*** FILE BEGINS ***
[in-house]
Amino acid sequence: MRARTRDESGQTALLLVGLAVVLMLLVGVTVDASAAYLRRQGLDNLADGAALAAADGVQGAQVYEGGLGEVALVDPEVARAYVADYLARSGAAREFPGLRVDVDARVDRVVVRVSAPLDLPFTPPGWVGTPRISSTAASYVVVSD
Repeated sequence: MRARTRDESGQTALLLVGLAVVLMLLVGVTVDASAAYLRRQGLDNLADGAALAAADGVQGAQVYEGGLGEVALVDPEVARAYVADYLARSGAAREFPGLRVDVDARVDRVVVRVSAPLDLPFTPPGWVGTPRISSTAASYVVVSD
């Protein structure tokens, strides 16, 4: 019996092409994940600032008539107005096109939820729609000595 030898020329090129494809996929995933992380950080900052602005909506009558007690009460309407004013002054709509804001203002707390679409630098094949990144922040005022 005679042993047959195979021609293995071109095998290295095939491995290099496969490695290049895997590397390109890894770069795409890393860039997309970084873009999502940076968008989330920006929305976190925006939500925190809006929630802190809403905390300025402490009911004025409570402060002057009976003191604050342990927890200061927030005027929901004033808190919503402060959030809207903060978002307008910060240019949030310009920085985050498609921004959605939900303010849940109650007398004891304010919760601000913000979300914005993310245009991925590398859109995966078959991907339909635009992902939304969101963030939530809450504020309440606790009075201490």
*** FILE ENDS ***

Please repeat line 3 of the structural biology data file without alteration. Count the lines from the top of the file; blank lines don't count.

Repeated sequence: MRARTRDESGQTALLLVGLAVVLMLLVGVTVDASAAYLRRQGLDNLADGAALAAADGVQGAQVYEGGLGEVALVDPEVARAYVADYLARSGAAREFPGLRVDVDARVDRVVVRVSAPLDLPFTPPGWVGTPRISSTAASYVVVSD